During his junior year at Colgate, Scott Konicki ’10 saw a poster in the math department advertising summer jobs performing statistical research for government agencies. He applied and landed a position with the U.S. Census Bureau in Washington, D.C. “Just seeing how a full decade of work goes into trying to execute something in a couple of months was fascinating,” he says.
After graduation, Konicki went back to the Census to work full time and never left. Now, he is contributing to the daunting task of ensuring that more than 330 million Americans are accurately counted for the 2020 census, which determines representation in Congress and allocation of resources for federal programs. “My job is in the Constitution,” Konicki notes. “We’re helping people across the country, giving them the political representation and funding that they deserve.”
Growing up outside Buffalo, N.Y., Konicki loved math as a child. “I was the nerdy kid who really liked school,” he says. “I enjoyed the puzzle-solving aspect of it — knowing there was an answer, even if there were different ways to get there.” While he knew he’d be a math major when he arrived at Colgate, he was inspired by economics classes, examining the real-world applications of the mathematical principles he was learning.
At the Census, Konicki uses statistics to test the accuracy of the count from forms sent back by residents and interviews conducted by census workers. After the completion of the nationwide survey, he will help conduct additional surveys of smaller samples, using statistical methods to compare the two counts and determine what groups of people may have been undercounted in the original survey.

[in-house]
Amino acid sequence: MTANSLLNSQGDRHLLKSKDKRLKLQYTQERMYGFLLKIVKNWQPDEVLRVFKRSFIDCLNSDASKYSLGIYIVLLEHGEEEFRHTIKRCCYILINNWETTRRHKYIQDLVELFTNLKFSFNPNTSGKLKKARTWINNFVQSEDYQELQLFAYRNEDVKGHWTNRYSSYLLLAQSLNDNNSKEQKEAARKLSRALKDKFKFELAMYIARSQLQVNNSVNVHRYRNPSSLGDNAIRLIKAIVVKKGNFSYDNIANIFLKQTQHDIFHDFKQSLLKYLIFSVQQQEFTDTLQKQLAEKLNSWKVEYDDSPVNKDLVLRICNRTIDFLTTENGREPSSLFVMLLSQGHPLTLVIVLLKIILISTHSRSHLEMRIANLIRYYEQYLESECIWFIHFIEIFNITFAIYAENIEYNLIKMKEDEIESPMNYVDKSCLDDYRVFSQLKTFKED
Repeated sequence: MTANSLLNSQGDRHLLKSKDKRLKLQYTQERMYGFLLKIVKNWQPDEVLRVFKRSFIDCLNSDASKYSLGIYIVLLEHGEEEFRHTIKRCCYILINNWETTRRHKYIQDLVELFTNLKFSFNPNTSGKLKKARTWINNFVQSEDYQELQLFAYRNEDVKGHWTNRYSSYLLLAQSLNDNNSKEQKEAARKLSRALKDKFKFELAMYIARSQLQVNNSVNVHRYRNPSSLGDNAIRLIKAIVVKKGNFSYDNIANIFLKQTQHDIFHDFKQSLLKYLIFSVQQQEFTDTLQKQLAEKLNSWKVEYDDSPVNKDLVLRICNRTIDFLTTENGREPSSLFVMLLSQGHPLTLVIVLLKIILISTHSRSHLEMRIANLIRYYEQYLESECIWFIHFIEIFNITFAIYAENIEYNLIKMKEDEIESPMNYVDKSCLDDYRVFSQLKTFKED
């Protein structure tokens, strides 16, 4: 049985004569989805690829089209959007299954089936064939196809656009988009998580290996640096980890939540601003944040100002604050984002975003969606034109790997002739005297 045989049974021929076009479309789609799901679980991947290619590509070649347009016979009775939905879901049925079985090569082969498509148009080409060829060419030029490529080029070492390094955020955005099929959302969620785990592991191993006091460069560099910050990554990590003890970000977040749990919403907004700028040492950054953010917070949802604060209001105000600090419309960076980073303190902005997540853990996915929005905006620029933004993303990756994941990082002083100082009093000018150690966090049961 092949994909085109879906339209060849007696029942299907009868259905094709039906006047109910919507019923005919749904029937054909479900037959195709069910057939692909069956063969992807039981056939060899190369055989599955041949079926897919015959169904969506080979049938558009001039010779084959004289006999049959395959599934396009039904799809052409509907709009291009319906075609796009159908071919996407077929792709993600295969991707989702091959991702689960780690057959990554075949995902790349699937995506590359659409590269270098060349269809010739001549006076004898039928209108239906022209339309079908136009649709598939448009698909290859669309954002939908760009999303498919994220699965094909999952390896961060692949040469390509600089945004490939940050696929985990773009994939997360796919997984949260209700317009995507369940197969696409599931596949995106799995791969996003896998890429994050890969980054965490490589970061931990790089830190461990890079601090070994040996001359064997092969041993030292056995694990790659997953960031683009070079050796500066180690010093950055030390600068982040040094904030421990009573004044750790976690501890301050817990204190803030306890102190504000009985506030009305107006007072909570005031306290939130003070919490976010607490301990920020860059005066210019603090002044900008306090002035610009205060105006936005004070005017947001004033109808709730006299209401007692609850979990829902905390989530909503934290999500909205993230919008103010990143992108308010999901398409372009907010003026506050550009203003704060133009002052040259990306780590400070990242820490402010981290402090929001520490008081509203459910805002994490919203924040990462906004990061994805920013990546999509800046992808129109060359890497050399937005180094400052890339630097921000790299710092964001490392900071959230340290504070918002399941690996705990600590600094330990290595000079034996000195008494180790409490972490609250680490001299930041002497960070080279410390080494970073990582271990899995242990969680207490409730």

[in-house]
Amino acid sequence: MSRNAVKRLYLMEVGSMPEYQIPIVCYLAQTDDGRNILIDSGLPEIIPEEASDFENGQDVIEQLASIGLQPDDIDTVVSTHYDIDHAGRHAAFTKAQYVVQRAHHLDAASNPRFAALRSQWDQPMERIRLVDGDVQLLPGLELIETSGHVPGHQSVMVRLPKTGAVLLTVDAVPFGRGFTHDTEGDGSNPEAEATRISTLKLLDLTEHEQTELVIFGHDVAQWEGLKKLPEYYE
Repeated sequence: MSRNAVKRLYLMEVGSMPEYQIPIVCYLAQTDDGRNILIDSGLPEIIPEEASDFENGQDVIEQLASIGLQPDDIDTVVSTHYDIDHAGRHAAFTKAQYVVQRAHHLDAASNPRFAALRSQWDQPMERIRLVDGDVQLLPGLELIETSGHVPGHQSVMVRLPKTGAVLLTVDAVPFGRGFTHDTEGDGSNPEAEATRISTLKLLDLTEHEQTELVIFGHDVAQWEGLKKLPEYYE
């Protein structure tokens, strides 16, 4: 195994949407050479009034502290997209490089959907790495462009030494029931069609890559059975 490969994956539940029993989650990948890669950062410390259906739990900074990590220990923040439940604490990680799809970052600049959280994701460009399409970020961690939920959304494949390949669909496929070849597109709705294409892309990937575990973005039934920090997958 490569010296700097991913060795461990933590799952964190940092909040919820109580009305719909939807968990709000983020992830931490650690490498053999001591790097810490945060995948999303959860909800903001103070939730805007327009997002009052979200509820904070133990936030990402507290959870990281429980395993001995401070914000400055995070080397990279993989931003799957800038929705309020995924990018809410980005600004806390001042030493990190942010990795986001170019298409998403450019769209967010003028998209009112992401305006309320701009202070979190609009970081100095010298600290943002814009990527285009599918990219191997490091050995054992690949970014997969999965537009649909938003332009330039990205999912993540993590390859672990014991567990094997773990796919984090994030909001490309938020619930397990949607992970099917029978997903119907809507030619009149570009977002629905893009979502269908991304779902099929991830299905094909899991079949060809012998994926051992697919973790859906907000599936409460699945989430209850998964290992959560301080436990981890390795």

In particular, Konicki has led work to develop new methods to accurately count children aged 4 and under, who have been historically undercounted in the census. “It happens a lot in households that are not nuclear families,” he says. For example, young children may be staying with a grandparent while their parent is trying to make ends meet or staying with an extended family member while a parent is incarcerated. “They don’t really see the child as part of a household, so they may not report them.” Because the number of children in a district can also affect funding for child health insurance, school lunches, and school construction, however, it’s essential that they be accurately counted.
Another project Konicki has addressed is cutting costs and increasing efficiency by pulling together data from other government sources in addition to the traditional census forms. “During the 2010 census, we knocked on everyone’s door who didn’t respond, but that can get expensive,” Konicki says. “So are there ways we can use information we already have?” By comparing data from the 2010 census with IRS, Medicare, and other federal records, he and his colleagues have developed scores to measure the confidence that a person observed on a recent federal record is still living at a particular address, improving the accuracy of the count.
Conducting the census during the coronavirus pandemic has added new challenges to the process, Konicki says, delaying the timing by which workers could go out knocking on doors, leading to data coming in later than usual. Officially, the census is supposed to provide a snapshot of where everyone in the United States was living on April 1. “The further you get away from that, the more chance that people have moved or don’t remember where they were, so we count them in the wrong place,” Konicki says. That makes his mathematical checks all the more important. “We do everything we can to make sure we are counting everyone and counting them accurately,” Konicki says. “We want to make sure everyone gets everything they are entitled to.”